The Lunar New Year period is a time where people return to their hometowns to visit extended family members, have big family feasts, and celebrate the turn of the season. As one of the biggest traditional festivals, it is also a time where giving gifts between family and friends are the norm.
With the increased convenience of online shopping and cross-border delivery of gifts, more customers will look into e-commerce sites to make their shopping more convenient this Lunar New Year. To help you prepare for the upcoming festivities, it helps to run promotional campaigns early to fulfil more orders earlier so that you’re not swamped when the festivities start.
Because of this, it helps to know when Lunar New Year occurs in different countries so that you can plan your e-commerce promotional campaigns effectively.
Lunar New Year, also known as Chinese New Year or the Spring Festival, falls somewhere between January and February depending on the year. In 2019, that date officially starts on 5 February, 2019.
Depending on the country, however, celebrations and public holidays could start earlier. While the festivities are traditionally observed for 15 days, public holidays usually span from a few days to a week long, and some countries have a public holiday on the 15th day as well, known as the Lantern Festival.
The countries that will have public holidays for Lunar New Year are China, Hong Kong, Indonesia, Malaysia, the Philippines, Singapore, South Korea, Taiwan, Thailand, and Vietnam. To illustrate the days when the public holidays happen, this infographic breaks down the number of days based on the country.
For China, Taiwan, and Vietnam, the holiday periods last for more than a week.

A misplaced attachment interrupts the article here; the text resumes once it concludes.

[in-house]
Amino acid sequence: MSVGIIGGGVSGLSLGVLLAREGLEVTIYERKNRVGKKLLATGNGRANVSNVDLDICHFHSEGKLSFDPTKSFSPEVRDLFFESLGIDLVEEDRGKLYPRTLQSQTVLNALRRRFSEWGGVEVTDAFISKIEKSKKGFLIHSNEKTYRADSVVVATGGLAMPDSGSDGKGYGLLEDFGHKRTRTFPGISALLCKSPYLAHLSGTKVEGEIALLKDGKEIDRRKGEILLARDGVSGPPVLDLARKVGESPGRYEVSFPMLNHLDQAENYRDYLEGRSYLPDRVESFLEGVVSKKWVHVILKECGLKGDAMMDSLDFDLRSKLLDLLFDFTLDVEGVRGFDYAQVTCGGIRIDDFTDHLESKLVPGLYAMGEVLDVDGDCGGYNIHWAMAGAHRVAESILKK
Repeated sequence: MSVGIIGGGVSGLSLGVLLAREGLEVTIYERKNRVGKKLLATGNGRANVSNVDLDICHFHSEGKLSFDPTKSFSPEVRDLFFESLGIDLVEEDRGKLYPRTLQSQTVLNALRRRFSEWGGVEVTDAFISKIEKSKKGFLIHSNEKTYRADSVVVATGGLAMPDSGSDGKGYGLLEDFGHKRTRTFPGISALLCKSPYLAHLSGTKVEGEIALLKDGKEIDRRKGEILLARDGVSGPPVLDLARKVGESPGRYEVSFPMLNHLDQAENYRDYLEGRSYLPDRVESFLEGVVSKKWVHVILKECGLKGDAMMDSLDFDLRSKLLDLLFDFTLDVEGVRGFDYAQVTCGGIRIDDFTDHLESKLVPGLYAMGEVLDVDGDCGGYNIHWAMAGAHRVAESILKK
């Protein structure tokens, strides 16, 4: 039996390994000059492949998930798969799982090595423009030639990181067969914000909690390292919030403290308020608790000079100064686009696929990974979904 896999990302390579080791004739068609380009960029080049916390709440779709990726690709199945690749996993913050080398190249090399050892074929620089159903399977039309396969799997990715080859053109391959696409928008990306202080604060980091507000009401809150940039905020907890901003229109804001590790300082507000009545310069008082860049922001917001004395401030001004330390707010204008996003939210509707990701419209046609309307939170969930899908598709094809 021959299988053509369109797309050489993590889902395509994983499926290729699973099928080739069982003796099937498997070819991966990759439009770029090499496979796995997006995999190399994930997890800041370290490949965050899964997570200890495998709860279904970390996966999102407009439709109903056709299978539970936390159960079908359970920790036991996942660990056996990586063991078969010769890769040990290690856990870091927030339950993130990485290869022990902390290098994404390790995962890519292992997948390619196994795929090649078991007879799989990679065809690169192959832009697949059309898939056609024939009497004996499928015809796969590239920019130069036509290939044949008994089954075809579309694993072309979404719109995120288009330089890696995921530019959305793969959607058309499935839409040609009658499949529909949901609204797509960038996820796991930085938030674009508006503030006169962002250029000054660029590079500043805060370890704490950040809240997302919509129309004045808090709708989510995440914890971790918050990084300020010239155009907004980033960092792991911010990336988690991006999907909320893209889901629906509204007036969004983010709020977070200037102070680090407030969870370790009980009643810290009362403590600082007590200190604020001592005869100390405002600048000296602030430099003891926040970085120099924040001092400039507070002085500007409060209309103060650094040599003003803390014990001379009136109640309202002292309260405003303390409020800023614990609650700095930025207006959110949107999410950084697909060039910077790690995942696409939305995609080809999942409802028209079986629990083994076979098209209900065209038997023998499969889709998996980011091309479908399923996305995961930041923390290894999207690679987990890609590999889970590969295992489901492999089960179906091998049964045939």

With these extra days off, your potential customers will also have extra leisure time, so you can capitalise on this by creating a great online shopping experience for them.
Apparel and footwear are popular products during the Lunar New Year festivities because of the tradition of buying new clothes to signify the new year. Additionally, other cultural observances include giving “lucky money” to loved ones and friends in red packets or “hong bao”, spring cleaning and decorating, dining out, and eating traditional snacks among others. With that in mind, food items, home appliances, decorations, and gifts are also popular product categories that see a surge in demand during this period.
In order to get customers to notice your online storefront, it helps if you are running promotional campaigns as early as you can from the holiday celebrations.
There are many ways to promote your products during the Lunar New Year. Some promotional campaigns may be more successful than others, so we’ve compiled a few popular methods to give you some ideas.
Tencent was the first to popularise the idea of the e-hongbao or online red packet feature when they launched it on WeChat in 2014. Through this feature, people can send “lucky money” digitally to loved ones and friends, which can then be spent on the WeChat platform. A whopping 100 million users flocked to the platform when it first debuted to distribute “lucky money” within the Lunar New Year month, and Alibaba was quick to adapt their Alipay app to have a similar feature.